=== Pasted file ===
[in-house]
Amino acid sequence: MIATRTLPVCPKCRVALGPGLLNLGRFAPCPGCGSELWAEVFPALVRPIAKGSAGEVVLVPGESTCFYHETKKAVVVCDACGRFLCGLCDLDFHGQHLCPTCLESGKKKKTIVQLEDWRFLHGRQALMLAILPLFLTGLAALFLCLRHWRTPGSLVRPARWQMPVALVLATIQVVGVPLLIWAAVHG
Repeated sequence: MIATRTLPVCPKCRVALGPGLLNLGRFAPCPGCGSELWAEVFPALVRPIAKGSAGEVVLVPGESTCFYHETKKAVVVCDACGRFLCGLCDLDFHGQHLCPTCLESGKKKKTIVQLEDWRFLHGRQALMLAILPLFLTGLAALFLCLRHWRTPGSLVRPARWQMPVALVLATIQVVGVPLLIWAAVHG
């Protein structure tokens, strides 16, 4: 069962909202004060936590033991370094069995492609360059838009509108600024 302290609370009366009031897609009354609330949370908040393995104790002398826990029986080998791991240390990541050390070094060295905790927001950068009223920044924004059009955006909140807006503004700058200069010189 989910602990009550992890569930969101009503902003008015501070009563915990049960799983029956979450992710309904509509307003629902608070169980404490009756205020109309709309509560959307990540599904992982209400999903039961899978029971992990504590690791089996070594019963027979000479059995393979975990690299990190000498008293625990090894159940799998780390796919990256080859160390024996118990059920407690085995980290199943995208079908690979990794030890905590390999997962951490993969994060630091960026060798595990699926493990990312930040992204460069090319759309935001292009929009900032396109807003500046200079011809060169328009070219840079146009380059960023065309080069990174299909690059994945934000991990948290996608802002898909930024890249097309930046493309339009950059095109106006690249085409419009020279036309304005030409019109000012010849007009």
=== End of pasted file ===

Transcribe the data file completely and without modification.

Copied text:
[in-house]
Amino acid sequence: MIATRTLPVCPKCRVALGPGLLNLGRFAPCPGCGSELWAEVFPALVRPIAKGSAGEVVLVPGESTCFYHETKKAVVVCDACGRFLCGLCDLDFHGQHLCPTCLESGKKKKTIVQLEDWRFLHGRQALMLAILPLFLTGLAALFLCLRHWRTPGSLVRPARWQMPVALVLATIQVVGVPLLIWAAVHG
Repeated sequence: MIATRTLPVCPKCRVALGPGLLNLGRFAPCPGCGSELWAEVFPALVRPIAKGSAGEVVLVPGESTCFYHETKKAVVVCDACGRFLCGLCDLDFHGQHLCPTCLESGKKKKTIVQLEDWRFLHGRQALMLAILPLFLTGLAALFLCLRHWRTPGSLVRPARWQMPVALVLATIQVVGVPLLIWAAVHG
């Protein structure tokens, strides 16, 4: 069962909202004060936590033991370094069995492609360059838009509108600024 302290609370009366009031897609009354609330949370908040393995104790002398826990029986080998791991240390990541050390070094060295905790927001950068009223920044924004059009955006909140807006503004700058200069010189 989910602990009550992890569930969101009503902003008015501070009563915990049960799983029956979450992710309904509509307003629902608070169980404490009756205020109309709309509560959307990540599904992982209400999903039961899978029971992990504590690791089996070594019963027979000479059995393979975990690299990190000498008293625990090894159940799998780390796919990256080859160390024996118990059920407690085995980290199943995208079908690979990794030890905590390999997962951490993969994060630091960026060798595990699926493990990312930040992204460069090319759309935001292009929009900032396109807003500046200079011809060169328009070219840079146009380059960023065309080069990174299909690059994945934000991990948290996608802002898909930024890249097309930046493309339009950059095109106006690249085409419009020279036309304005030409019109000012010849007009």